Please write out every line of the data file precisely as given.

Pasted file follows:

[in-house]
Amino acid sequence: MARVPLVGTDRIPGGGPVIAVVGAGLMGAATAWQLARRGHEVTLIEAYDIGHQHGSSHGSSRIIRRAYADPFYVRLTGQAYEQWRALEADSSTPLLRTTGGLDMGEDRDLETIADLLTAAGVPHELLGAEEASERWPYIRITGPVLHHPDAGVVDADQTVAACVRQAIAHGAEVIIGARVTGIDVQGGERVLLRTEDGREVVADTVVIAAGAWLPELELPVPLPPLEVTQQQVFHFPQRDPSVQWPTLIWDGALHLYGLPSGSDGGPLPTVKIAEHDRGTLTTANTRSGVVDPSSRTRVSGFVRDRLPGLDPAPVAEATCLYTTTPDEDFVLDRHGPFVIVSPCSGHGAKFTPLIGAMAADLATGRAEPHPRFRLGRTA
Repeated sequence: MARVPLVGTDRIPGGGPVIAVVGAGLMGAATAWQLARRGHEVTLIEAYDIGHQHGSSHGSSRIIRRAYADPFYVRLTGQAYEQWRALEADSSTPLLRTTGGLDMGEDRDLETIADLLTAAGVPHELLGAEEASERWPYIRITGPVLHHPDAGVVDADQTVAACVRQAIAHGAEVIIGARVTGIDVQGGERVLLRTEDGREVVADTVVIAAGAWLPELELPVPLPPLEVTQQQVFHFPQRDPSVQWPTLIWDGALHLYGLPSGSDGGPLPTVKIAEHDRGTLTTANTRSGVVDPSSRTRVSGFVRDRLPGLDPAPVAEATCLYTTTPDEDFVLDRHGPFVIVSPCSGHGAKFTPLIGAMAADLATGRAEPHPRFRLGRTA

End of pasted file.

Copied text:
[in-house]
Amino acid sequence: MARVPLVGTDRIPGGGPVIAVVGAGLMGAATAWQLARRGHEVTLIEAYDIGHQHGSSHGSSRIIRRAYADPFYVRLTGQAYEQWRALEADSSTPLLRTTGGLDMGEDRDLETIADLLTAAGVPHELLGAEEASERWPYIRITGPVLHHPDAGVVDADQTVAACVRQAIAHGAEVIIGARVTGIDVQGGERVLLRTEDGREVVADTVVIAAGAWLPELELPVPLPPLEVTQQQVFHFPQRDPSVQWPTLIWDGALHLYGLPSGSDGGPLPTVKIAEHDRGTLTTANTRSGVVDPSSRTRVSGFVRDRLPGLDPAPVAEATCLYTTTPDEDFVLDRHGPFVIVSPCSGHGAKFTPLIGAMAADLATGRAEPHPRFRLGRTA
Repeated sequence: MARVPLVGTDRIPGGGPVIAVVGAGLMGAATAWQLARRGHEVTLIEAYDIGHQHGSSHGSSRIIRRAYADPFYVRLTGQAYEQWRALEADSSTPLLRTTGGLDMGEDRDLETIADLLTAAGVPHELLGAEEASERWPYIRITGPVLHHPDAGVVDADQTVAACVRQAIAHGAEVIIGARVTGIDVQGGERVLLRTEDGREVVADTVVIAAGAWLPELELPVPLPPLEVTQQQVFHFPQRDPSVQWPTLIWDGALHLYGLPSGSDGGPLPTVKIAEHDRGTLTTANTRSGVVDPSSRTRVSGFVRDRLPGLDPAPVAEATCLYTTTPDEDFVLDRHGPFVIVSPCSGHGAKFTPLIGAMAADLATGRAEPHPRFRLGRTA